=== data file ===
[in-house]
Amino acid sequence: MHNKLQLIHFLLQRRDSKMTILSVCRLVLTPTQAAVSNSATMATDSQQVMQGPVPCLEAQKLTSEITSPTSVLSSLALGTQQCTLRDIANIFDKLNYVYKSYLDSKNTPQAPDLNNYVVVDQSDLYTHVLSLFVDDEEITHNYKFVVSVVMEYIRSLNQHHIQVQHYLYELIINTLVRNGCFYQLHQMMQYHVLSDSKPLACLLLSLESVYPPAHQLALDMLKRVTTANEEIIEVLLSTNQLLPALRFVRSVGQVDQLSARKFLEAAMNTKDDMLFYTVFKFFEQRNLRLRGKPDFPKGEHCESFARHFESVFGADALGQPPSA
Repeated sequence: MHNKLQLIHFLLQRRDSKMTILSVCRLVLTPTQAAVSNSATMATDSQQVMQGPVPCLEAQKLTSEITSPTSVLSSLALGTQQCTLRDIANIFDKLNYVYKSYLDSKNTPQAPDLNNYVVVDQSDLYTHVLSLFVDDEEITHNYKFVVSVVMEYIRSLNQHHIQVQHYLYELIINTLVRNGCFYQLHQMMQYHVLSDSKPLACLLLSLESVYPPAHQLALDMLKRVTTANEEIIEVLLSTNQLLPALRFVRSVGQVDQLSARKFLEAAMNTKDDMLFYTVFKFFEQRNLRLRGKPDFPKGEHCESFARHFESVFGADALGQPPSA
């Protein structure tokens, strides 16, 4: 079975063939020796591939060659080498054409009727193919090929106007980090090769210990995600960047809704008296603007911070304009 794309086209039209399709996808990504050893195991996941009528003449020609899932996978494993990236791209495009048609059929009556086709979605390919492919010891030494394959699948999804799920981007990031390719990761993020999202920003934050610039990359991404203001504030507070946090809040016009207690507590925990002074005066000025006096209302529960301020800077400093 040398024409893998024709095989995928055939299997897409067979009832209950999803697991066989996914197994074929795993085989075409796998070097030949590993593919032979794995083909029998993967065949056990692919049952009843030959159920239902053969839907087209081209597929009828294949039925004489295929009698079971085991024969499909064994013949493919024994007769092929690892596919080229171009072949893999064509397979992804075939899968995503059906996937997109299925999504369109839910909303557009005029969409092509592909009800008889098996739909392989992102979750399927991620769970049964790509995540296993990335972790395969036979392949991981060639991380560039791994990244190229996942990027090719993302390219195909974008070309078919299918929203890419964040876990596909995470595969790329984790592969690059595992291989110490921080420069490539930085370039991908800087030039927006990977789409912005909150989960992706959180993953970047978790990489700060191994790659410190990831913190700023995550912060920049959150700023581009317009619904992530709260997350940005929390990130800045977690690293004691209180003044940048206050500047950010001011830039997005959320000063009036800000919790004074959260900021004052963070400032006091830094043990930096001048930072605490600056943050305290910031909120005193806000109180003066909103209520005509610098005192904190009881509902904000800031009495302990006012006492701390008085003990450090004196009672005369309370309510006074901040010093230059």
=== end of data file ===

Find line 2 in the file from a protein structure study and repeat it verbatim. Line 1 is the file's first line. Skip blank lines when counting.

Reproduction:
Amino acid sequence: MHNKLQLIHFLLQRRDSKMTILSVCRLVLTPTQAAVSNSATMATDSQQVMQGPVPCLEAQKLTSEITSPTSVLSSLALGTQQCTLRDIANIFDKLNYVYKSYLDSKNTPQAPDLNNYVVVDQSDLYTHVLSLFVDDEEITHNYKFVVSVVMEYIRSLNQHHIQVQHYLYELIINTLVRNGCFYQLHQMMQYHVLSDSKPLACLLLSLESVYPPAHQLALDMLKRVTTANEEIIEVLLSTNQLLPALRFVRSVGQVDQLSARKFLEAAMNTKDDMLFYTVFKFFEQRNLRLRGKPDFPKGEHCESFARHFESVFGADALGQPPSA